"First of its kind" governance program celebrates graduates
- Tiffany Head | August 02, 2015
The File Hills Qu’Apelle Tribal Council and Brown Governance and Johnson-Shoyama Graduate School of Public Policy are proud to be graduating the participants from the Director Education and Certification Program. Fifty-three graduates successfully completed the program.
“This professional designation in corporate governance is a first of its kind initiative in First Nations country and will produce immediate and long term impacts in the development of our communities,” said FHQTC Chairperson Edmund Bellegarde.
The program was specifically designed for FHQTC and its 11 tribal councils. Many of the participants that graduated from the program are Chiefs, council members, and senior administrators.
With the tools they have gained from the program, they will be able to serve their communities and achieve greater success in the years ahead.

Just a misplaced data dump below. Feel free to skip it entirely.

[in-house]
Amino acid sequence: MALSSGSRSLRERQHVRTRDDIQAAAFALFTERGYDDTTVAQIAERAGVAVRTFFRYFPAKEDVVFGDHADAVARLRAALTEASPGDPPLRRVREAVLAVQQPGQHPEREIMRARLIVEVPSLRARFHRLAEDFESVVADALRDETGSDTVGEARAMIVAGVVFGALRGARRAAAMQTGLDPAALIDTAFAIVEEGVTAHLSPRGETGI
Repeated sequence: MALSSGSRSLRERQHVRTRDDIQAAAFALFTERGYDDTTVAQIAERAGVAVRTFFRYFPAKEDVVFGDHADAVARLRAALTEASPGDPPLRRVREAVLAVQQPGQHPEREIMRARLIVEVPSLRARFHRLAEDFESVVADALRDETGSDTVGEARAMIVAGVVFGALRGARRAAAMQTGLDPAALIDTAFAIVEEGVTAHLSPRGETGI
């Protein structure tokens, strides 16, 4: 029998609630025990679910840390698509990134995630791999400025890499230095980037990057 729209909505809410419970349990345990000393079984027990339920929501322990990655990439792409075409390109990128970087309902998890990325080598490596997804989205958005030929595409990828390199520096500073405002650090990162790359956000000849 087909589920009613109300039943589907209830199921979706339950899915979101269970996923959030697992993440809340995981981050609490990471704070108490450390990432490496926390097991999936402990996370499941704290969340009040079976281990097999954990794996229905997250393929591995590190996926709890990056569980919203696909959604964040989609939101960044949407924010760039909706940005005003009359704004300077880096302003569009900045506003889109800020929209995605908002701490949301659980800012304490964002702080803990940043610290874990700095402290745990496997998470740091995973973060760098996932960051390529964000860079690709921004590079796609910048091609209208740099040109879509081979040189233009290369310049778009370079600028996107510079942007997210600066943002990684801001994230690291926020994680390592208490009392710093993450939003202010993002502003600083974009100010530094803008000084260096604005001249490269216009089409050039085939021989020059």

The program was designed with of mix of adult learning model delivery mechanism with an emphasis on experiential learning such as break out groups and case studies in corporate governance.
Alvin Francis, the Economic Development, Public Works and Health Department Councillor from Nekaneet First Nation, has enjoyed the program and thanks Chief Edmund Bellgarde for the experience.
“He’s our Tribal Council Chair, I would like to thank him for putting this together because he’s the guy that looked into the future and said this is what’s going to benefit us,” said Francis.
The program was over a six-month period, with two days per month put in and they had to read and study 200-300 pages in each binder for every module.
“Four modules for eight days: we had to do an exam of 50 questions every time we finished a module. There were a hundred questions in the final exam,” said Francis.
Francis said the program made him more analytical and critical of the decisions that he makes.
“It lets you know our weaknesses, your opportunities and makes you think back and really analyze about any decision you’re going to make for your First Nations, to be critical about it,” said Francis.
He said the program definitely made the 11 tribal councils have something in common and also get more contacts.
“As we get to know more people, we get to have more contacts out there with different boards like SIGA and Silver Sage Housing, now that we have met them, we have contacts in that system now,” said Francis.
The community members will see significant impacts in their health centres, social and not-for-profits housing corporations, economic development and partnerships and will benefit from this program for years to come.